Main Staircase

Main Staircase

“... Above the majestic stairs incorporating white, red and green marble come the spacious podiums that permit a highly amenable, unimpeded view of the splendid ceilings and wall murals …“.
(Drachenfels and Schloss Drachenburg near Königswinter on the Rhein, undated, c.1904)

In the field of manor-house and castle architecture, the main staircase is seen as the “representative showpiece” per se. It forms the glittering start to the interior of the building and should thus be as magnificent as possible. The staircase in a baroque castle was the centre of the building, creating a link within the rigidly hierarchical sequence of rooms. It was the place where greetings were exchanged, a backdrop to the ceremonials of reception and escorting. As such, it was always aligned to the ballroom. As in the baroque era, the staircases built in the manor houses and castles of the 19th century served primarily to reinforce the dynastic prestige and personal fame of the owner, an aim manifest most clearly in the choice of paintings and murals – the whole iconographic programme. When ascending the stairs, the beholder would experience an accumulative effect, Indeed, to appreciate the iconographic programme in full, it would be right and proper to walk the entire staircase. On occasion, you were positively expected to take your time!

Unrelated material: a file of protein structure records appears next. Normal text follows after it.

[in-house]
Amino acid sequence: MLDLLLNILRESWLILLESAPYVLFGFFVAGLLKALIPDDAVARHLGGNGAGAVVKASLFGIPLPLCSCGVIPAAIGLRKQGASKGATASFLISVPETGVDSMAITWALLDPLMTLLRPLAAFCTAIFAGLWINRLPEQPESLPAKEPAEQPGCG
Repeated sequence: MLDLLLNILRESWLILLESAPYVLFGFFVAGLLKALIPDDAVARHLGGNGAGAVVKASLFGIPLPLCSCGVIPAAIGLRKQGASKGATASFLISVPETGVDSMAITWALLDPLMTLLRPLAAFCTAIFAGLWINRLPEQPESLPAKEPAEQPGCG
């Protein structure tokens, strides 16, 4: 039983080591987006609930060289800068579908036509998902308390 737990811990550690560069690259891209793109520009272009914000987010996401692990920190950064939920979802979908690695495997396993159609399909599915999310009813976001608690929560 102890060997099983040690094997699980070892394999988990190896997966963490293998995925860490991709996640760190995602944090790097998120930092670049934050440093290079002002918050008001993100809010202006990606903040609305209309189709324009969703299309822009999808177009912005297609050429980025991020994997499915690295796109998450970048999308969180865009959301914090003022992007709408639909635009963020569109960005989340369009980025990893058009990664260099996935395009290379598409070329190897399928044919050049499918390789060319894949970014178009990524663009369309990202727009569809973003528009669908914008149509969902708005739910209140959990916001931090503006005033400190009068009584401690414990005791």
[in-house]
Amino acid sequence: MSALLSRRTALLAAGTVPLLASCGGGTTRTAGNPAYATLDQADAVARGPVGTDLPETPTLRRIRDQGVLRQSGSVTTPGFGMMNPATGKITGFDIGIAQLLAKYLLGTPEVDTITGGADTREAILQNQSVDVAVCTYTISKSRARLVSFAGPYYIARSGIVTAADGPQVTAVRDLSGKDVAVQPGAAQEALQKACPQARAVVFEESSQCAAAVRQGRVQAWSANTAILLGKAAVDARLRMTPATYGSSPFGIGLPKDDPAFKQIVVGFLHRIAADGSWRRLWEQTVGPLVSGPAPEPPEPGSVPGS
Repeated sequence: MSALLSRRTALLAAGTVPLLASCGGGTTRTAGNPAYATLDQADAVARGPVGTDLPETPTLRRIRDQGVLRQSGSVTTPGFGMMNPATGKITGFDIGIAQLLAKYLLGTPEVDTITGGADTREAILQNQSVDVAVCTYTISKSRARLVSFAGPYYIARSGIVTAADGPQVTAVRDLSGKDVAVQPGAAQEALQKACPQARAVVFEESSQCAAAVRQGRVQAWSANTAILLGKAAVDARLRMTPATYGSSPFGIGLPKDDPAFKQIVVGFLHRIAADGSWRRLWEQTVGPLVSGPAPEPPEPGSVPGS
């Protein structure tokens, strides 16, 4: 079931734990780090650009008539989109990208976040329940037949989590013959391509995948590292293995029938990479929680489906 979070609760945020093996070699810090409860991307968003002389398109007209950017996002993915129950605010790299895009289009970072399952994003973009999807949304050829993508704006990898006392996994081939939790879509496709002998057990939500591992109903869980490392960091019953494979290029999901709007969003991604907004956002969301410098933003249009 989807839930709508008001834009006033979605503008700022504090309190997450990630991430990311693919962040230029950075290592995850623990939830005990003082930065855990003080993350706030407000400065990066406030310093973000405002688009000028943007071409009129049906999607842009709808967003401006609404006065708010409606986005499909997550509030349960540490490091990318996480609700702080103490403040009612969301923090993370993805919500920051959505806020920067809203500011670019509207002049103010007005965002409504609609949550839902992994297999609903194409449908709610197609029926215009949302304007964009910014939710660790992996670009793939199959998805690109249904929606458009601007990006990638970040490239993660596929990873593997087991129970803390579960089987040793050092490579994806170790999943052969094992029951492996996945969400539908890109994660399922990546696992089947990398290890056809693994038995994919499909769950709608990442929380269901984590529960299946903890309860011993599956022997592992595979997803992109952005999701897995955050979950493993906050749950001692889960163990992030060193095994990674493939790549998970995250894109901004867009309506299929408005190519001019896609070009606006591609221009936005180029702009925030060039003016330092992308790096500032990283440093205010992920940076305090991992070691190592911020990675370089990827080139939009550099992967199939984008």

The Main Staircase at Schloss Drachenburg was once adorned with 24 monumental paintings, of which 13 have survived the castle‘s troubled past. They include portraits of eight German emperors as well as episodes from German history: The Handing Over of the Foundation Stone at Cologne Cathedral and The Meeting of Heinrich the Fowler with Charles the Simple both painted by Friedrich von Keller; The Contest of Song in Nonnenwerth and The Wedding of a Cologne Patrician and an English Princess in 1201, both by Heinrich Heim; and Scene from a Tournament at the New Market in Cologne 1486, by Carl Rickelt. The Main Staircase was (and still is) lit by stained-glass windows in the wall to the east. It is here that the only original stained-glass windows anywhere in the castle have been completely preserved. You see a five-part window with a wickerwork ornament under a tracery rose and an imperial eagle.

The openness of the staircase in a house serving accommodation and society purposes demanded that there be a clear separation between the lords and ladies of the manor and the servants, meaning that the latter could only set foot on the stairs to clean them. This meant in turn that extra sets of stairs for the staff and tradespeople were essential. One of these side staircases is still in place north of the Main Staircase, with another winding staircase to the south.